Brookhaven Town Honors Brookhaven Lab Scientist Nelly Alia-Klein
March 11, 2011
UPTON, NY — Nelly Alia-Klein, a scientist at the U.S. Department of Energy’s Brookhaven National Laboratory, will be honored for her accomplishments in science at Brookhaven Town’s 25th Annual Women’s Recognition Night on March 22, at 6:30 p.m. at Town Hall in Farmingville. She will be among 13 women honored for their contributions to various fields in a public ceremony to celebrate the significant achievements of local women during Women’s History Month.
Initially trained as a clinical psychologist, with expertise in forensic psychology, Alia-Klein has specialized in neuroimaging, together with DNA and behavioral analyses, to study the mechanisms that underlie aggression and violent behavior. “A clinical term for violent behavior is ‘intermittent explosive disorder,’” said Alia-Klein. “The disorder is described as overwhelming anger that is disproportionate relative to the provocation, which results in damaging behavior, including physical assault, damage to property, and trauma to others. This behavior is relatively rare in the general population, but it tends to be repetitive and long-lasting in the people who have the diagnosis.”
The legal system is working to ensure accountability for those who act out on their impulses to behave violently. However, treatment to prevent such behavior is limited and underutilized. While therapies and certain medications have been tested to control the propensity to act out violently to perceived provocation, Alia-Klein says they are not readily available or frequently sought by those affected. “The disorder is both understudied and undertreated,” Alia-Klein said. “I advocate more infrastructure support and funding for researchers to study violence in our society. While there are organizations that are funded to study mental health illnesses such as schizophrenia and drug addiction, there is no organization devoted to the study of those prone to violence. I am thankful that Brookhaven Town has recognized my work in this area, and I hope that more scientists will become interested in this field.”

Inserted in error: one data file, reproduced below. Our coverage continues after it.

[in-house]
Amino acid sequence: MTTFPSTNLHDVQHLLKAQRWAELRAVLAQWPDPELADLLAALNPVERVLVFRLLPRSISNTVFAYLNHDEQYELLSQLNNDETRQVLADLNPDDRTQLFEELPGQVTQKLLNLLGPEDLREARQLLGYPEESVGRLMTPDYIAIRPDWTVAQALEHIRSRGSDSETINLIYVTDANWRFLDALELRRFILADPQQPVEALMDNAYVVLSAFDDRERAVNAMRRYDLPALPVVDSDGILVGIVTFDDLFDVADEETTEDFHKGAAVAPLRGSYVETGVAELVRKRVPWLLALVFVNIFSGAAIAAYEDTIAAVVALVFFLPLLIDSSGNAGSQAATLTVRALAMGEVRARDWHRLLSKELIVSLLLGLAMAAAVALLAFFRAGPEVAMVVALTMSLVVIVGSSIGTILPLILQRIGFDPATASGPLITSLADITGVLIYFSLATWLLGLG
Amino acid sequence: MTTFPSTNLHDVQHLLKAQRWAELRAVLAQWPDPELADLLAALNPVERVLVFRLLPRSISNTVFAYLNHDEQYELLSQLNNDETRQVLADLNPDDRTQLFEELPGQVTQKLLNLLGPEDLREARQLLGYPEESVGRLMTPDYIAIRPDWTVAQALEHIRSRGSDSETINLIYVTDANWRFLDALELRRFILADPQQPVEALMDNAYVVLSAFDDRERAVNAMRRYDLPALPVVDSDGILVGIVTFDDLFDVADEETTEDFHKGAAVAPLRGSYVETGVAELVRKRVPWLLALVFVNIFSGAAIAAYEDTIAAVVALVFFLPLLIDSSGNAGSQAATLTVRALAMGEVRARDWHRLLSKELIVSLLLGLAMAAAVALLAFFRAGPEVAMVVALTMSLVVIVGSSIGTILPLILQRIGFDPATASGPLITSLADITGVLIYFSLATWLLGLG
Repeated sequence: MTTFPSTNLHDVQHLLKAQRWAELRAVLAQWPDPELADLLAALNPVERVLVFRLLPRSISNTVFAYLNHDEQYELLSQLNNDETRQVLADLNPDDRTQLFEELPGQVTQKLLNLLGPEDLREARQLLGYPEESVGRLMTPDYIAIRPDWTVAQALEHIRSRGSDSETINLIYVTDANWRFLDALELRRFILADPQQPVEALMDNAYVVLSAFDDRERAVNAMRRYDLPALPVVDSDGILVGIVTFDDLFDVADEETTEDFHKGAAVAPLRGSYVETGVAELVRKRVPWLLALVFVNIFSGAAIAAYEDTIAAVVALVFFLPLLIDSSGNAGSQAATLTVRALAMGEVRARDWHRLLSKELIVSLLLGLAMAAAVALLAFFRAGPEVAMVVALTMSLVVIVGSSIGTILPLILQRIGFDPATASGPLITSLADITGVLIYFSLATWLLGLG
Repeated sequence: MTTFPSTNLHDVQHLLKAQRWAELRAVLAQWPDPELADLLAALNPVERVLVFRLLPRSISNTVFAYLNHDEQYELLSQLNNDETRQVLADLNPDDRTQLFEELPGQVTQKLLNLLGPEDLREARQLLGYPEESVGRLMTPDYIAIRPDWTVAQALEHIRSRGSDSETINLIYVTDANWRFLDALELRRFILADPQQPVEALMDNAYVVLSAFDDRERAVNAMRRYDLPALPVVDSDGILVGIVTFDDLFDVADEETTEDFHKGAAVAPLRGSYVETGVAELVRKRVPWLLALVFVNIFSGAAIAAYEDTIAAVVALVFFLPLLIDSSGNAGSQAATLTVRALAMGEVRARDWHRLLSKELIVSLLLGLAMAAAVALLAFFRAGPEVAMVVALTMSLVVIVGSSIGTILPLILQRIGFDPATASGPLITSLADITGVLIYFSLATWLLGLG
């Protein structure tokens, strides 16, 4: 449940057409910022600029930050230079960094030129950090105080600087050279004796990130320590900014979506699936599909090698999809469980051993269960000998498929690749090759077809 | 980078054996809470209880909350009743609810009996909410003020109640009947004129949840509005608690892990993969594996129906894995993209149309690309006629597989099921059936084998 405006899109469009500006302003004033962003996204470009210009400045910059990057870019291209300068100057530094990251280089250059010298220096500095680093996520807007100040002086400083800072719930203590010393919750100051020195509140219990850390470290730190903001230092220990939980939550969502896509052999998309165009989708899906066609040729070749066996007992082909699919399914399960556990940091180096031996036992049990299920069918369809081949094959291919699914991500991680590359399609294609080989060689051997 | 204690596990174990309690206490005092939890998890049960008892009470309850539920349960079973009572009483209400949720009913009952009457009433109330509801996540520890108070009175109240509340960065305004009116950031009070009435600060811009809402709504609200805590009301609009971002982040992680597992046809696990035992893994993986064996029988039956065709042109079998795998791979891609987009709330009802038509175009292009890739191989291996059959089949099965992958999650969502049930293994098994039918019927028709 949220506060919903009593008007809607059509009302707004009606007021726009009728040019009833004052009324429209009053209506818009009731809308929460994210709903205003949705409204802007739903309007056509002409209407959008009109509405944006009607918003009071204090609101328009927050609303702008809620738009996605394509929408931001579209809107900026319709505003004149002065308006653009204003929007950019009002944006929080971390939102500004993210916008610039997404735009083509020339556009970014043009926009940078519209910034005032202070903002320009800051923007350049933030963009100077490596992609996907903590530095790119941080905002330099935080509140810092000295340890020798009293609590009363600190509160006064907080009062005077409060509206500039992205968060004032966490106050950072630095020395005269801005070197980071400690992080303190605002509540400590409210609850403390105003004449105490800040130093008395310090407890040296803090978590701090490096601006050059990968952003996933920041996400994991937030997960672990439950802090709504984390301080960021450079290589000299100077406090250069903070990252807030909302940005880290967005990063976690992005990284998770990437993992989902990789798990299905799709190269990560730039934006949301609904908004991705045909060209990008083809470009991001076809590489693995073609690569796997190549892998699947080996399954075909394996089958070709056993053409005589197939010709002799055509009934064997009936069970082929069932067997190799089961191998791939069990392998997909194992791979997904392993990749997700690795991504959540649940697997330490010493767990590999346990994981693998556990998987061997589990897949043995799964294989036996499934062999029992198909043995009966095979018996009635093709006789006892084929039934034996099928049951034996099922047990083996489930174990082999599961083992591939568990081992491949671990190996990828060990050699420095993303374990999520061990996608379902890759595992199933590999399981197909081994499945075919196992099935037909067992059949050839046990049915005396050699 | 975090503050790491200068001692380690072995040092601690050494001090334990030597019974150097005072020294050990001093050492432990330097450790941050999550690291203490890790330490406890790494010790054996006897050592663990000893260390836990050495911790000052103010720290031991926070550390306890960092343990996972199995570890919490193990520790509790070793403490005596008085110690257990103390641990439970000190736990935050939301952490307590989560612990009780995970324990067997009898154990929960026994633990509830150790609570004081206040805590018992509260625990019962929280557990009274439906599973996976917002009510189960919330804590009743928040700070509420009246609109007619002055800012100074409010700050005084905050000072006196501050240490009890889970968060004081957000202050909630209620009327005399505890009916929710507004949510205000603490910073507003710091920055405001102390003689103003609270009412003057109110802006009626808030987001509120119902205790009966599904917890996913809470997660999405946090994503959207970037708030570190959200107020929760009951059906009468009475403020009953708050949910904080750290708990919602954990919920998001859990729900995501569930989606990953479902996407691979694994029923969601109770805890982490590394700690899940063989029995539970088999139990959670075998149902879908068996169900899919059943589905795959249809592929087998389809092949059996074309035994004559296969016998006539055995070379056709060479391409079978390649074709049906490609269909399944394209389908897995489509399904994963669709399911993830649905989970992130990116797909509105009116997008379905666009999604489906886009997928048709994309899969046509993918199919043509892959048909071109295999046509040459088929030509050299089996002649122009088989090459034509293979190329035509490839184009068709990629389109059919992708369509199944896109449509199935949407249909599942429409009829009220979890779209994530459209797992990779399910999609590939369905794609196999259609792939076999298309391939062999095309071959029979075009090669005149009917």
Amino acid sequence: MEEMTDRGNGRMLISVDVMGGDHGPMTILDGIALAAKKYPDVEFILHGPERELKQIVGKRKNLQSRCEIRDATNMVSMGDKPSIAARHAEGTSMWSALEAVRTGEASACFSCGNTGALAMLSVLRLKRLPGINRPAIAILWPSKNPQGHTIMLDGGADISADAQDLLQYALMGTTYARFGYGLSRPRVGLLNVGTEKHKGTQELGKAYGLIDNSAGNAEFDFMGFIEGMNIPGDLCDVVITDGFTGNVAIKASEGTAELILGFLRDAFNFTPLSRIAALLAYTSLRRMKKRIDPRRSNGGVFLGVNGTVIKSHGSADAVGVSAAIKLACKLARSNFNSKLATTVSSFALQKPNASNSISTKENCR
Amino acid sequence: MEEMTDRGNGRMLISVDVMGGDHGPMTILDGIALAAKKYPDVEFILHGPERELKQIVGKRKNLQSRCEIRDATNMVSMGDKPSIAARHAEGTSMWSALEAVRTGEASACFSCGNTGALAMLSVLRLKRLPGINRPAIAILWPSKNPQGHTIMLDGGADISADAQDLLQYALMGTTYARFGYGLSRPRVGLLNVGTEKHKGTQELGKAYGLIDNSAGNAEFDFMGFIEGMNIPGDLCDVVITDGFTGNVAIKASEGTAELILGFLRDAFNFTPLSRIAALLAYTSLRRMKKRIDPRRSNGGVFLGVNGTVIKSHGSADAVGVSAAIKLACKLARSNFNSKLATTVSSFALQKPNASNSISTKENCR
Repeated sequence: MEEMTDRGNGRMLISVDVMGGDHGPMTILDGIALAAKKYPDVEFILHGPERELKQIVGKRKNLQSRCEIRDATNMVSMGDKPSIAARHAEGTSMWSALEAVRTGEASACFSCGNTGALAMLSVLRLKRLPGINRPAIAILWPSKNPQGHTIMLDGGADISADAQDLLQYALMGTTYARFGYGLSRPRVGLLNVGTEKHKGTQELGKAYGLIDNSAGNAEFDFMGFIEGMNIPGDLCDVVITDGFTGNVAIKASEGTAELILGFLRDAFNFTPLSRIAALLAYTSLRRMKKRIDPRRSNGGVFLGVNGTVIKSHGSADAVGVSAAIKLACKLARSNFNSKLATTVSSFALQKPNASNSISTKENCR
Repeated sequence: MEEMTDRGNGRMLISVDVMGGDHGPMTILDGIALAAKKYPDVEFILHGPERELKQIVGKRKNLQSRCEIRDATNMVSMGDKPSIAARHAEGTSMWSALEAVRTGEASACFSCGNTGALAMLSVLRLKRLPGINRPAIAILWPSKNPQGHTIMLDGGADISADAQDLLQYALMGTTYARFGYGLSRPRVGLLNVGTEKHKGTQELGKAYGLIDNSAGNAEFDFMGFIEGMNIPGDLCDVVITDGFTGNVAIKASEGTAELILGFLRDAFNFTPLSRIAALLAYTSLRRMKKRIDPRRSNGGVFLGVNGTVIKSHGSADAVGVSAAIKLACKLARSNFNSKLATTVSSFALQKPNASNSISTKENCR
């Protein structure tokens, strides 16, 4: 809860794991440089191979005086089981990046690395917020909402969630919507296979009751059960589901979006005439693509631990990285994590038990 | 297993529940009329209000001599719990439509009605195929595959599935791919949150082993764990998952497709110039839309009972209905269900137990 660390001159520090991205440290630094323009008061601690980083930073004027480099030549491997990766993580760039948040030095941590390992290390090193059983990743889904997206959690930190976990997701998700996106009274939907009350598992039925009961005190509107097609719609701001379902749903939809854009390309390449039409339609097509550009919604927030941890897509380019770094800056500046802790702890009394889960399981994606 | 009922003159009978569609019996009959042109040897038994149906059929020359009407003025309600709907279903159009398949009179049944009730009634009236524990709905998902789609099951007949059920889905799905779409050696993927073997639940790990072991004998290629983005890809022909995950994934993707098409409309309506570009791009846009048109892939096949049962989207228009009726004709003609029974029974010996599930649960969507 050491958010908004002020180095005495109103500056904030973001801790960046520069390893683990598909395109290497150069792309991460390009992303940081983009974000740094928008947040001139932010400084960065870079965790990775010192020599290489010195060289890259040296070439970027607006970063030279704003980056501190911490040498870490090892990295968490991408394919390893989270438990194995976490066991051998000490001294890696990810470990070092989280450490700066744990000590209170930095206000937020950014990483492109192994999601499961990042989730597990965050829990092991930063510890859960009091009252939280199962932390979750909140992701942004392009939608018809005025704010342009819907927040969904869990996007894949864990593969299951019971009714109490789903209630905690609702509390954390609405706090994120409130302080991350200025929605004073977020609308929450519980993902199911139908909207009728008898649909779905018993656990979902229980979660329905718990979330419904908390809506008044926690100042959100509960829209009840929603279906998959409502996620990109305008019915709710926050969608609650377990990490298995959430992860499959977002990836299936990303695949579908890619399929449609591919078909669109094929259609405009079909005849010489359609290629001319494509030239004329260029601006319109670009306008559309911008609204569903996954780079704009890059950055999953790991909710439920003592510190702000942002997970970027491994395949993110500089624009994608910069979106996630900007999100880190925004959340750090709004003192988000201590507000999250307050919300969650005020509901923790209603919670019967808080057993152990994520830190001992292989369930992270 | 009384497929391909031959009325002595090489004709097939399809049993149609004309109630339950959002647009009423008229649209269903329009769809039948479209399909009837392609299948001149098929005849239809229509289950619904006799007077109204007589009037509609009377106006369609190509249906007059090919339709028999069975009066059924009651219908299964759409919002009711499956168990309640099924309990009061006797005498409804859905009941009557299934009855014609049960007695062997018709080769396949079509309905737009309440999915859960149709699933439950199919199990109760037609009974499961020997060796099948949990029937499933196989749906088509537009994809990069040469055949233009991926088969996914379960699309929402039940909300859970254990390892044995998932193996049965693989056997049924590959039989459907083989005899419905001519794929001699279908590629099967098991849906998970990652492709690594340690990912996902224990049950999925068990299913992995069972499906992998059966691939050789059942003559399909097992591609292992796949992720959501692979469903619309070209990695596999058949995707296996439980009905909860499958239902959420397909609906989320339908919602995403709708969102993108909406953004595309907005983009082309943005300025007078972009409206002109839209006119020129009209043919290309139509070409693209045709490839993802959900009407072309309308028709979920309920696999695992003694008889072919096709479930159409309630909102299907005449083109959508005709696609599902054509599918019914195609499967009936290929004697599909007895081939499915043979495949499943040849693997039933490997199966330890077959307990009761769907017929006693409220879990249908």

Alia-Klein earned a B.A. in psychology and English literature from Adelphi University in 1997 and a Ph.D. in clinical psychology from Columbia University in 2002. She participated in a one-year internship in clinical psychology at Long Island Jewish Medical Center in 2001 and received her New York State clinical psychology license in 2003. After working as a postdoctoral research associate at Brookhaven Lab from 2002 to 2005, she joined the Laboratory staff as an assistant scientist in 2005. She is currently a scientist in the Lab’s Medical Department.
2011-11243 | INT/EXT | Newsroom